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IP Watchdog: What Can You Do if You Buy Stolen or Forged Art and Antiquities?

By Chris Timmons & Jordan V. Kalteux

In February 2023, an art dealer in Palm Beach, Florida admitted to selling millions of dollars’ worth of counterfeit artwork to unwitting buyers. Daniel Elie Bouaziz of Danieli Fine Art and Galerie Danieli in Palm Beach County purchased cheap reproductions online, forged provenance and authenticity paperwork, and resold the forged artworks for a hefty profit. Two months later, in April 2023, a Los Angeles-based auctioneer confessed to creating forged Basquiat pieces for display in the Orlando Museum of Art. Michael Barzman and an unidentified co-conspirator in the case created 20 to 30 of these fake paintings.

These stories are not unique. The news cycle is filled with headlines of forged and stolen artwork from around the world. So, what should you do if you discover that the art you purchased is forged, or even stolen? And what other legal issues can art buyers encounter? This article will examine the legal aspects of the art market, as well as what to consider when inadvertently purchasing forged and stolen art.

Just like any other transaction, buying and selling art is accompanied by a litany of legal consequences. Copyright law is key to the art market. A copyright is generated automatically each time a piece of art is created. Though the copyright generally belongs to the creator of the work, it can be assigned and sold just like any other property right. Whoever is selling the artwork must either hold the copyright or have permission from the copyright holder to make the sale.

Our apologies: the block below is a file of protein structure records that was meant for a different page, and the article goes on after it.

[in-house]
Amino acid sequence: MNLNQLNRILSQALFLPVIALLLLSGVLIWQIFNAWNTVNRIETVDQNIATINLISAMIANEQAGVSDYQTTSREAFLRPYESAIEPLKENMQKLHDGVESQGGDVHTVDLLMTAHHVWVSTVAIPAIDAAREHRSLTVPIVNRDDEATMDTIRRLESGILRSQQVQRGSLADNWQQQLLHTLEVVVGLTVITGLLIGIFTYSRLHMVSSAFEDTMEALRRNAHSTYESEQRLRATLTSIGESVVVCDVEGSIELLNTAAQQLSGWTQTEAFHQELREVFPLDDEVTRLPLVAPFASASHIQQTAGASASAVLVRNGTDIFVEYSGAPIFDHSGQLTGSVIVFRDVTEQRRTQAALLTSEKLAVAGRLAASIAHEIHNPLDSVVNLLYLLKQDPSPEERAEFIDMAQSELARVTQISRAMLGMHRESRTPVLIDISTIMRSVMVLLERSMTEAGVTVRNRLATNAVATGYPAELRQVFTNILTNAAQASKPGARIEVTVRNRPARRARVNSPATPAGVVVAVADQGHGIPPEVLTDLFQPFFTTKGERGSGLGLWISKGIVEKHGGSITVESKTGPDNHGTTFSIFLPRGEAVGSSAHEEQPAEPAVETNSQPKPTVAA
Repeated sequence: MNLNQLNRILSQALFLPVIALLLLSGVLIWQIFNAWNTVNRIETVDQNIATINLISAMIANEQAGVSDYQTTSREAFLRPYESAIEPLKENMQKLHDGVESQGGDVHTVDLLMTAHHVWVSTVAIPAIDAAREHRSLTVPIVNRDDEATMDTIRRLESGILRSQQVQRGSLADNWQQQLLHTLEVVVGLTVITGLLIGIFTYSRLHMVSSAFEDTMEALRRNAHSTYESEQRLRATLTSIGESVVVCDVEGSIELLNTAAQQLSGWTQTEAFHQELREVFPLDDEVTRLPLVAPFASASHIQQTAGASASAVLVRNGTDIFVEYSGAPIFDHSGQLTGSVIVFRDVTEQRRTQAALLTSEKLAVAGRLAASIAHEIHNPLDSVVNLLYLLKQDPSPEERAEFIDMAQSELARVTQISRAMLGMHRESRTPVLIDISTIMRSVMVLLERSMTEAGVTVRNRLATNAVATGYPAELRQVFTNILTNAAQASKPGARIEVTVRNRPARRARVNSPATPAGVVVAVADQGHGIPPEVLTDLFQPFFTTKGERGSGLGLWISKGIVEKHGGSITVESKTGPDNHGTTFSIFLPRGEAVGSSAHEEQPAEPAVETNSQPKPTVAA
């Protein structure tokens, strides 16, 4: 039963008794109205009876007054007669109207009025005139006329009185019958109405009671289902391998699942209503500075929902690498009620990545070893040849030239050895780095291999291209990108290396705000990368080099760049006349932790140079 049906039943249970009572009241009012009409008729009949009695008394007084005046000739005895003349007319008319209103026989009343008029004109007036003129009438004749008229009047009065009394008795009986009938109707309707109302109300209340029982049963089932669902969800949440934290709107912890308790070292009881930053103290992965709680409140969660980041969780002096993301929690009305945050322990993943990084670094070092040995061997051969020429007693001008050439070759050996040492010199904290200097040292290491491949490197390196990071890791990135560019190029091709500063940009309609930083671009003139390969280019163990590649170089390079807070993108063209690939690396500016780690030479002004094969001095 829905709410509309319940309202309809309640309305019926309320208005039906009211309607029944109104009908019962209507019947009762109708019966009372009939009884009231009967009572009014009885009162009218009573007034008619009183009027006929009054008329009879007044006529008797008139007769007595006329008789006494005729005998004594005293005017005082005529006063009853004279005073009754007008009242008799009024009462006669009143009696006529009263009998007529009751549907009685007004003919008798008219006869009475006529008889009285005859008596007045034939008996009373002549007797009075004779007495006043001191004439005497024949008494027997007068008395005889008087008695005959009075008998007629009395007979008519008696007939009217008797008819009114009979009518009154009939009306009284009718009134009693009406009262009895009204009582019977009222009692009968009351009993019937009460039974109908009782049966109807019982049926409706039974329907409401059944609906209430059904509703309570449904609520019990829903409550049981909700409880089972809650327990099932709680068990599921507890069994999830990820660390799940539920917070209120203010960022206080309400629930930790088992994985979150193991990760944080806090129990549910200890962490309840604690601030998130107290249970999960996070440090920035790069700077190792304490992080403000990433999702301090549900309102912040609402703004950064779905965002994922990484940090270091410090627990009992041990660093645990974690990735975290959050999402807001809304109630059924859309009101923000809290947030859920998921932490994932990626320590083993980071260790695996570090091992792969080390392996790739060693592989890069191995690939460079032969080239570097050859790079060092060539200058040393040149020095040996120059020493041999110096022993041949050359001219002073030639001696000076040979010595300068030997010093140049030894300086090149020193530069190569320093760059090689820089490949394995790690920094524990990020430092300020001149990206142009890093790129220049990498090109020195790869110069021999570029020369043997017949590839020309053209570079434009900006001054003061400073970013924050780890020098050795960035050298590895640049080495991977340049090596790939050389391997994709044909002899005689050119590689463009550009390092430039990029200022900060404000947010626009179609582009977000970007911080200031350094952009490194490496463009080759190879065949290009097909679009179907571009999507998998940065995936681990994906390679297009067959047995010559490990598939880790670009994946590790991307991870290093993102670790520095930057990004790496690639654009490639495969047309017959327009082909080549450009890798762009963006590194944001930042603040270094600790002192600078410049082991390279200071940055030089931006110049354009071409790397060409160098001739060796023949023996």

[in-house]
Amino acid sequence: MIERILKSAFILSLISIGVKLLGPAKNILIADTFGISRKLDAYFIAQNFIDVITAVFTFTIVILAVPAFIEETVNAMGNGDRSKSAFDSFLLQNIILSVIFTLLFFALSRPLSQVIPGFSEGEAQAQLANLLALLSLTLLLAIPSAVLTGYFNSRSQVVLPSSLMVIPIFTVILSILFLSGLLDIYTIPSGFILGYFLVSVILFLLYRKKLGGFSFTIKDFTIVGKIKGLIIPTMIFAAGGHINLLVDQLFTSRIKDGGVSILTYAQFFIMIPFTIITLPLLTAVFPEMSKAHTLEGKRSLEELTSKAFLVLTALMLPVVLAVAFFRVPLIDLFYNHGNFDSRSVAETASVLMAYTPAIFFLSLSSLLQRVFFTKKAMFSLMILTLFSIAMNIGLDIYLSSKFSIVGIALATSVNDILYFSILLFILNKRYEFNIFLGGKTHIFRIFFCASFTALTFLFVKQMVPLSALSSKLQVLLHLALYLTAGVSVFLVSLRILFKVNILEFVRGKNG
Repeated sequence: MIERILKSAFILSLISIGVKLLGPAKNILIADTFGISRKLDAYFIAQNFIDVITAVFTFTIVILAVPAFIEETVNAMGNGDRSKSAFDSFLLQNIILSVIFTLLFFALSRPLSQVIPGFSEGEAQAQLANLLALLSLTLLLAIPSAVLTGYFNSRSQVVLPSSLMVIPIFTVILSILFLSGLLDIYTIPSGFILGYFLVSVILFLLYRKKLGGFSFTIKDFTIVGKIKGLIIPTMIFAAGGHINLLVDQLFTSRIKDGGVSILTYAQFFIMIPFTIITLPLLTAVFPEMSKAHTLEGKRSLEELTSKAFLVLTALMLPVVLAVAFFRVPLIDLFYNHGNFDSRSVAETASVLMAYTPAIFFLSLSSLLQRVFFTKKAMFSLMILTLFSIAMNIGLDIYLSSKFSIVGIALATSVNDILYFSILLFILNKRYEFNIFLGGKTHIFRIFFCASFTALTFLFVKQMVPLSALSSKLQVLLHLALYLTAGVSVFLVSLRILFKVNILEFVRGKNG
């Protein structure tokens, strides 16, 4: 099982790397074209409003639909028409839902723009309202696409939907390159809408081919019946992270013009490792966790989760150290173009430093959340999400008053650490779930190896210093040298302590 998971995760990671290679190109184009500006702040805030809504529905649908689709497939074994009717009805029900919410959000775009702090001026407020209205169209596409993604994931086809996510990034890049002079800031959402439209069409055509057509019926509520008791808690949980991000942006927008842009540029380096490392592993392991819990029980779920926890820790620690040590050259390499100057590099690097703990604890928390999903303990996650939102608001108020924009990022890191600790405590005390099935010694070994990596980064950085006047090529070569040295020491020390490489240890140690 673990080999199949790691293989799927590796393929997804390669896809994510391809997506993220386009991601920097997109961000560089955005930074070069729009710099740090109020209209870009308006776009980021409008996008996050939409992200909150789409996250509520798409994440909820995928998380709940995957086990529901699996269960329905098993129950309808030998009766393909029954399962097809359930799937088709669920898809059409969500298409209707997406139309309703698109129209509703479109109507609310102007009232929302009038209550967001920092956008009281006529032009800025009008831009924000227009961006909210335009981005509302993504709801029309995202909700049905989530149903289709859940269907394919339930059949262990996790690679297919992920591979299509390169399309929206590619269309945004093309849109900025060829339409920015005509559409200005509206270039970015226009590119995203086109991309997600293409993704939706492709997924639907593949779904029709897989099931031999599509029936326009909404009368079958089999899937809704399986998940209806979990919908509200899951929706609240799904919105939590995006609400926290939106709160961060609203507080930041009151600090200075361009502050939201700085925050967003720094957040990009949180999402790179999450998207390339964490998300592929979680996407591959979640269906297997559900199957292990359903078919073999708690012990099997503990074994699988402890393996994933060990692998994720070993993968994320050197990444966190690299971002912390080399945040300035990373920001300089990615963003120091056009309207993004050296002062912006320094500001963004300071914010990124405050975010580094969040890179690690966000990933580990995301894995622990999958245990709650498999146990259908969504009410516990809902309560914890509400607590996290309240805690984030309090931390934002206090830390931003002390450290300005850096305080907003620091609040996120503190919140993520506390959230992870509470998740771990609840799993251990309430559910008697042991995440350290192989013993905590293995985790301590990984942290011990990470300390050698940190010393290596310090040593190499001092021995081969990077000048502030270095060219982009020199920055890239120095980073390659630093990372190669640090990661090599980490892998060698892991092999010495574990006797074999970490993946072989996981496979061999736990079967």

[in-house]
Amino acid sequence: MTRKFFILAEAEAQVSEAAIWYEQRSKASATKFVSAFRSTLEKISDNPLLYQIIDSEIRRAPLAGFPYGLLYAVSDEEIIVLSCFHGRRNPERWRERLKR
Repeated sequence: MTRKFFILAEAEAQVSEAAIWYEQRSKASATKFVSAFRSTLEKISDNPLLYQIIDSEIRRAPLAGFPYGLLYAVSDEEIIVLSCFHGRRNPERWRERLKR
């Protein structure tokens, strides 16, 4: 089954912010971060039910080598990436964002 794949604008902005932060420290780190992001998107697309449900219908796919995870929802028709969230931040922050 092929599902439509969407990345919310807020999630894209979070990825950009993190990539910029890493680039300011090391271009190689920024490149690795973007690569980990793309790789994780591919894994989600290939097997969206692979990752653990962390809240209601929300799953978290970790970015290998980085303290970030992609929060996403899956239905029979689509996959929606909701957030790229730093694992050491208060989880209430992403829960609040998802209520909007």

In addition to copyright concerns, it is important to determine if the piece of artwork you are purchasing has any liens or encumbrances attached. If there are liens, you will be unable to obtain a free and clear title without first paying them off. Liens and other encumbrances can become attached to artworks in a variety of ways, but one common method is when the artwork is used as collateral for a loan by the prior owner. When the artwork is sold, the debt will either be paid off from the proceeds of the sale, or it will follow the artwork to the subsequent owner.

The art market has its fair share of scammers and thieves. It is important to be informed about your rights and possible remedies in the event you are faced with such a situation. Always be certain to secure a free and clear title to your artwork. It is also a good rule of thumb to check stolen art databases before making a big purchase. Lastly, always have your artwork examined by a professional to determine its value and authenticity. In the unfortunate event you determine your artwork is forged, or a potential owner has made a claim against your artwork, you have numerous legal avenues to consider to best protect your interests.

Read the full article from IP Watchdog here.

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Art dealer in Palm Beach sold millions of fake artworks; LA auctioneer created fake Basquiat pieces. Legal aspects of art market discussed.
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